What is a discovery call? 15 questions to ask your prospective client


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As a freelancer and the owner of a graphic design agency that manages dozens of clients and hundreds of projects every year, it’s safe to say that I’ve participated in more than my fair share of discovery calls.

Discovery calls have become a normal part of the vetting process for service and sales-based professionals. Especially in this new age of remote work.

And regardless of whether or not these calls are taking place over the phone or via Zoom, it’s crucial for professionals to learn how to master the art of conducting a great discovery call and closing the sale.

But I also know this can be an intimidating topic for some.

This is why I wanted to offer my two cents on the subject. It is my hope that you not only find the advice in this article to be informative but that it also gives you the confidence to go out and conduct a successful discovery call of your own.

woman smiles during a discovery call
(photo by Kateryna Onyshchuk/shutterstock.com)

What is a discovery call?

But first, let’s answer the big question – what is a discovery call?

A discovery call is the first call or first conversation between you (the salesperson, service professional, freelancer or business owner) and a prospective client. It’s the first step in a buyer’s journey.

It’s a chance for you and the client to get to know one another. It should be used to build rapport, gain insight into each other’s businesses, and gather information about the project.

The end result, is hopefully, gaining the client’s trust, offering a solution and making a sale.

Discovery calls should also be used to determine whether or not you and the client are a good fit for one another.

I use discovery calls to vet new clients, just as much as they vet me.

Read Also: Red flags for bad clients: 10 tell-tale signs from a six-figure freelancer

The typical discovery call usually runs between 10-30 minutes. Anything longer should be considered more of a consult.

woman leads a zoom call
(photo by Kateryna Onyshchuk/shutterstock.com)

What happens during a discovery call?

My discovery call template is compromised of four phases:

  • Learning about the client
  • Gathering project requirements
  • Offering solutions
  • Closing the sale

If this is a highly formal discovery call you may want to consider creating an agenda for the meeting. If applicable to your industry, preparing some sort of presentation or product demo may also be a good idea.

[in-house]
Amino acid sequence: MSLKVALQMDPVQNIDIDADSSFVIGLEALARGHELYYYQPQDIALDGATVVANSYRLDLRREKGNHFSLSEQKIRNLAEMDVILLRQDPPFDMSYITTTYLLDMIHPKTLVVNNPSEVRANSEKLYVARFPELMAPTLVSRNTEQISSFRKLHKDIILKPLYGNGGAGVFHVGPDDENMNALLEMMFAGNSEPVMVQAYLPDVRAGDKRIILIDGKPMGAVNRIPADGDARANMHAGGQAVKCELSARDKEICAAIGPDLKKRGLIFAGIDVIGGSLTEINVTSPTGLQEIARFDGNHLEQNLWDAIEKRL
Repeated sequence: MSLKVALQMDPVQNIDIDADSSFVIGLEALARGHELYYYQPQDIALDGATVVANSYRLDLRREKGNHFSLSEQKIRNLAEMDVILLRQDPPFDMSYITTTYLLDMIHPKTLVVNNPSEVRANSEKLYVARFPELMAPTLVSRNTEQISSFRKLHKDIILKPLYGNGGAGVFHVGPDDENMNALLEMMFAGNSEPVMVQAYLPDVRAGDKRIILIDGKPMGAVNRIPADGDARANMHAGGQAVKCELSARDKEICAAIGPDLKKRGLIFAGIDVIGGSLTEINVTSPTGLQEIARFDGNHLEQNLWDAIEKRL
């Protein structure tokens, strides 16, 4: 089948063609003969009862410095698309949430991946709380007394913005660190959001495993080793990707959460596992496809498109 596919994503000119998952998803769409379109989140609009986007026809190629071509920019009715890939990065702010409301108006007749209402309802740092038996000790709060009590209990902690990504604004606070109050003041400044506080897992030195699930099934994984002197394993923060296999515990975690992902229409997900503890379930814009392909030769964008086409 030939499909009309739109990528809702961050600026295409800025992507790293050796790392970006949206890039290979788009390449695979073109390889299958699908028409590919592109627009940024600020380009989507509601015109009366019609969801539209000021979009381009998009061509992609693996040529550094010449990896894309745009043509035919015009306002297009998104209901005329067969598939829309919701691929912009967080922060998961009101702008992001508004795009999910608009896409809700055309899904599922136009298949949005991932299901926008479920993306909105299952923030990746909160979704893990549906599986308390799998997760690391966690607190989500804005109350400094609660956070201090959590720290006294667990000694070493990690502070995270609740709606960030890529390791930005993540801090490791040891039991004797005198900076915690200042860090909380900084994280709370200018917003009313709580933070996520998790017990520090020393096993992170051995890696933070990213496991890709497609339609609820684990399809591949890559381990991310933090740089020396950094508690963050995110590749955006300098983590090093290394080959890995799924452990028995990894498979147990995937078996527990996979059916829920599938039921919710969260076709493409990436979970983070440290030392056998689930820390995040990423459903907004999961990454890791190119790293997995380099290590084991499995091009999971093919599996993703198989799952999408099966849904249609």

Since most of my discovery calls are informal one-on-ones, I normally skip these steps.

Learning about the client

I like to begin every discovery call the same way. I invite my potential client to tell me about themselves, their business and their professional goals.

To me, this is a non-negotiable step on the discovery call checklist.

If there are multiple people on the call, use these introductions to learn about the stakeholders involved and identity the decision-maker in the group.

Ask a short series of follow-up questions, and reiterate the prospect’s pain points, if any.

Sales professionals know that open-ended questions – or questions that cannot be answered by a simple yes or no – are a great way to keep the client talking. The more the client talks, the more at ease they will typically feel. The more at ease they feel, the more likely they are to make a purchase.

I also like to repeat some of the client’s own words back to them. I find that this helps convey that I was actively listening, and comprehending the disseminated information.

Gathering project requirements

Then, I get a bit more micro.

I ask about the task at hand and gather a list of requirements. I use this phase to take a closer look at the prospect’s needs.

The sort of questions you might ask during the requirements phase will vary by industry. But just to give you an idea, as a graphic designer, I usually ask questions about style preferences, target demographics, preferred medium (web, print, broadcast, etc), size, format, timeline and ballpark budget.

Offering solutions

Next, if I feel I have enough information and think I am a good fit for the project, I will offer some sort of solution or action plan.

Again, for me, this usually means I’m assuring the client that the project is well within my skillset and something that I can easily handle. I let them know how long I think the project will take and how much the project will cost (rough ballpark only).